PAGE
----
When you think of visiting Ireland, going for walks might not be at the top of your list. But there are many beautiful and scenic walks in Ireland that allow you to truly appreciate the landscape.

Here are some of my favorite walking tracks in Ireland’s Mid West.

See also: Things to do with Kids in Ireland in the West

The best walks in Ireland’s Mid West

With its beautiful landscapes, taking walks in Ireland is enjoyable and as fun way a way to spend a day as you can get. Since moving to Ireland, we have tried to dig out a few of the best walks in our local area in the mid to west of the country and especially the Roscommon area.

Below are some of the best walking tracks from these areas that are certainly worth getting stuck into.

Suck Valley Way

Situated and running through the whole of County Roscommon lies the Suck Valley way, a walk that goes for a mammoth 105 km loop and also joins and forms part of the famous Breifne Beara Way.

The walk takes in all sorts of changing terrains, through rugged woodlands, riverbanks and wild large farmland.

Along the way there is so much to see, a favourite spot of ours is winding through the Demense at Castlerea which runs along the river bank through woodlands, and then leading out to the dense forest which brings you to the grounds of the amazing Clonalis House.

Clonalis House

Miners Way Walk

The Miners Way walk has its own history as it is part of the once operational coal mine of Arigna. The walk is a network of walking paths which meander through the counties of Leitrim, Roscommon & Sligo. The route follows many of the paths that would have been used by the Miners going to work in the Arigna Coal Mines back many years ago.

The walk in total is 118 km of pathways, with a rating of easy to moderate with well maintained tracks.

Mote Park

Mote Park, situated 5 minute drive outside the town of Roscommon. A stunning spot for the family to come with many a walking track, forest, fairy garden track and the perfect picnic spot. It offers easy walking conditions as its all pathed.

All in all the walking tracks loop makes up an 11km track, all very similar terrain with good and easy walking conditions.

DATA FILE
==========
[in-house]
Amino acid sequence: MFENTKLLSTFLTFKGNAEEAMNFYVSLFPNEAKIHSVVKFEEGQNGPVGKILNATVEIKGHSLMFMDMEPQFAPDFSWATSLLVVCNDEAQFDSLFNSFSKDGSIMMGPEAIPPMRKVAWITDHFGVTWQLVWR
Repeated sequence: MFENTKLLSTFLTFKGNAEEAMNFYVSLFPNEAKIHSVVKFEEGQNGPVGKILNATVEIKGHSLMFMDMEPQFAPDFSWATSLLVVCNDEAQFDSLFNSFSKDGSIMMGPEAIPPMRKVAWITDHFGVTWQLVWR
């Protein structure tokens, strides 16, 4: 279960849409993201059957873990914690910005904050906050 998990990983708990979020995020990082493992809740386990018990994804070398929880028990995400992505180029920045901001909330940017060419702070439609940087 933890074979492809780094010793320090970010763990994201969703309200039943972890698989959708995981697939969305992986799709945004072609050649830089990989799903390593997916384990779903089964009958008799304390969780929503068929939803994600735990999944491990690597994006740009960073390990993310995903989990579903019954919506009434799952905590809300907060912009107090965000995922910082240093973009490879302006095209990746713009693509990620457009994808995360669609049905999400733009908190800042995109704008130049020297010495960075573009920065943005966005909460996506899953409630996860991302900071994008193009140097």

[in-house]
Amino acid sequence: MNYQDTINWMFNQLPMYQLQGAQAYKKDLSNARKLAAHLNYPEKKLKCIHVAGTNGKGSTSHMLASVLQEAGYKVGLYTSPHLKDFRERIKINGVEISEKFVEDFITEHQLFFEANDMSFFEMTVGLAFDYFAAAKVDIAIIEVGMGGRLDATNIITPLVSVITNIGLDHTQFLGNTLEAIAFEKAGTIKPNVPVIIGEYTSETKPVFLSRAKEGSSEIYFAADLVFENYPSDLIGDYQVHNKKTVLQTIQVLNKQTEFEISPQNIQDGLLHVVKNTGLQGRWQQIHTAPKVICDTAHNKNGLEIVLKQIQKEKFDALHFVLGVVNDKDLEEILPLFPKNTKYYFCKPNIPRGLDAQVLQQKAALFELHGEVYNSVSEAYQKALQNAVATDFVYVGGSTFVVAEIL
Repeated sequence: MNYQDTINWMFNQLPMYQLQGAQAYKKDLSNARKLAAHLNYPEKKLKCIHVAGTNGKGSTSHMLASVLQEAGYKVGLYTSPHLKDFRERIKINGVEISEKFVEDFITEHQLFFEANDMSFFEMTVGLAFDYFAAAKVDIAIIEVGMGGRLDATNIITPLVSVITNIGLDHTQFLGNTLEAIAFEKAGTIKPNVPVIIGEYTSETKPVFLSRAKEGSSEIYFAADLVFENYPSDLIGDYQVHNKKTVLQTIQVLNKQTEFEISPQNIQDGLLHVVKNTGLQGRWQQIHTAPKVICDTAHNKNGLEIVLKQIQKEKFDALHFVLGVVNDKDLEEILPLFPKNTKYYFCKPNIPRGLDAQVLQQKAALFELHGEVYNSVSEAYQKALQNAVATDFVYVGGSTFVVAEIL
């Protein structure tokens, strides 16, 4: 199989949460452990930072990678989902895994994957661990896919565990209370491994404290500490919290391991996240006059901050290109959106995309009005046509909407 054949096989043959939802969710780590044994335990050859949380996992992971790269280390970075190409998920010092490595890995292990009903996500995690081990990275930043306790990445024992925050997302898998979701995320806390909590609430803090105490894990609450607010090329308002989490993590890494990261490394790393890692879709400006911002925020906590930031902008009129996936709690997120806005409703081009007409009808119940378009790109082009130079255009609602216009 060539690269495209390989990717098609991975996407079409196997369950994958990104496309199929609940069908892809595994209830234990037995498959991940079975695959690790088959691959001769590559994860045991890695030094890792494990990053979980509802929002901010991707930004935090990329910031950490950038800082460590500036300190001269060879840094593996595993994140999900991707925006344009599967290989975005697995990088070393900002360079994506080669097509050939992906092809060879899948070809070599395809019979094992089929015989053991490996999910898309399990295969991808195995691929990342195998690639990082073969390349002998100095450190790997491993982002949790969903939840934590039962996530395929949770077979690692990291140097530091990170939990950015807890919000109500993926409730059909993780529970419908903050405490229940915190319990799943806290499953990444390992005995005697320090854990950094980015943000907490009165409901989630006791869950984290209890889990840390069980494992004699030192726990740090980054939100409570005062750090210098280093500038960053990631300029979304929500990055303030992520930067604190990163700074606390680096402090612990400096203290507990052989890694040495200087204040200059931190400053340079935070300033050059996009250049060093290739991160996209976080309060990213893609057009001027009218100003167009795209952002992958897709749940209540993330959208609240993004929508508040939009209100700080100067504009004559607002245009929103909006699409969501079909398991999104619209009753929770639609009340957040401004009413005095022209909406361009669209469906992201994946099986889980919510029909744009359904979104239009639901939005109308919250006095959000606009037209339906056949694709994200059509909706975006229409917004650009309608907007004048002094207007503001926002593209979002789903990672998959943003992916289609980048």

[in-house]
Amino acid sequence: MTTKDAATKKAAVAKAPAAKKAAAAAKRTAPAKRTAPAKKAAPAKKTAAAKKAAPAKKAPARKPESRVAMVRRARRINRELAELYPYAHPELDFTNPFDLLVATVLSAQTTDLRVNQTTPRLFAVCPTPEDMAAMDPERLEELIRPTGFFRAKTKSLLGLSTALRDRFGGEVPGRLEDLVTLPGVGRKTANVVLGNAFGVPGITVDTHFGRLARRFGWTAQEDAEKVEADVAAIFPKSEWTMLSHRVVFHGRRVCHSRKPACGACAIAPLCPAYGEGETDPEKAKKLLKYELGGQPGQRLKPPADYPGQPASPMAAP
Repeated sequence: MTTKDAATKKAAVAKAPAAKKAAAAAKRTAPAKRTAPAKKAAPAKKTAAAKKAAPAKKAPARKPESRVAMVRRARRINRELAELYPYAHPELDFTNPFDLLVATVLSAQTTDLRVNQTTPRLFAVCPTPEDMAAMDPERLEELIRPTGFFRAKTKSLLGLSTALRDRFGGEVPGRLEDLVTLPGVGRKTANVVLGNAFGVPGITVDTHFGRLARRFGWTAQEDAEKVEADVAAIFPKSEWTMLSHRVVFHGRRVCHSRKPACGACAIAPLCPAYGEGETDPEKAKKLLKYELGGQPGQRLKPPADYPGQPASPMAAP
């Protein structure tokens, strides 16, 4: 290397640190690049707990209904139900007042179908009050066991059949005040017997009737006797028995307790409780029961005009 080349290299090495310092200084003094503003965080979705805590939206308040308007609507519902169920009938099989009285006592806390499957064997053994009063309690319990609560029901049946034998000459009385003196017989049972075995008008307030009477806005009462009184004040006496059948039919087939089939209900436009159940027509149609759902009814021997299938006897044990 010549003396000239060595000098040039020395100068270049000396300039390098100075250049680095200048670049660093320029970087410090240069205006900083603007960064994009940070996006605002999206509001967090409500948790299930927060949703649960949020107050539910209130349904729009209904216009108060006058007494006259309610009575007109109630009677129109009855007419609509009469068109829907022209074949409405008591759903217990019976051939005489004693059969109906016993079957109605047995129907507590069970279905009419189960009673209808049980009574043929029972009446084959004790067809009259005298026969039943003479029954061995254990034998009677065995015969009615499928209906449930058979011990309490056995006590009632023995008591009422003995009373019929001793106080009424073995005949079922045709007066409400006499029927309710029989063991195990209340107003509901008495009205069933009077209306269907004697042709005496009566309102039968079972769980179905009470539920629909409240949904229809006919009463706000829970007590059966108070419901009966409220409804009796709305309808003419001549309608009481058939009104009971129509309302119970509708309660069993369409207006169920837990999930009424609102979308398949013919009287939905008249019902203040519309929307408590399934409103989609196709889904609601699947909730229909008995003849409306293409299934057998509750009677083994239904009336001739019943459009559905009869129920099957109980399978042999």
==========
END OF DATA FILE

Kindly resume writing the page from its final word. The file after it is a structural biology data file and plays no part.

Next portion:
The fairy garden is great for the kids, with a wide selection of little houses and hanging surprises, enough to keep them entertained for the whole walk.

In late summer, the bluebell walkway is so beautiful with the blossoming bluebells giving off such a vibrant colour.

Mote Park, Ireland
Avenue of trees in Mote Park in Autumn, with fallen leaves on ground – depositphotos.com

The Famine Walk

The famine way walk, starting at Strokestown House and continuing a mammoth 165 km to the Dublin Quay.

The walk is a tribute to those 1490 men, women and children who made the walk during the Irish famine in 1847, walking all that way with the target of reaching Liverpool in England with a final destination of New York the main aim.

The walk is mainly flat and well pathed and is best taken in sections due to the length of it. The first stage keeps you in the county of Roscommon Strokestown to Tarmonbarry.

Pro Tip: stop off here for some lunch at the Purple Onion, highly recommended.

Be prepared when going for walks in Ireland

The weather in the west of Ireland is fairly unforgiving, so being prepared is key. Waterproofs and good footwear is important as Ireland can often see four seasons in one day. Also planning ahead for weather is very important as low lying fog is often common, especially in higher areas and the chances of getting disorientated is very possible.

With some of the longer walks, bring foods and liquids. Remember that you’re out in the countryside and there can be stretches of just seeing land and more land, so being ready when you need an energy boost is important.

For more things to do in Ireland, check out these posts: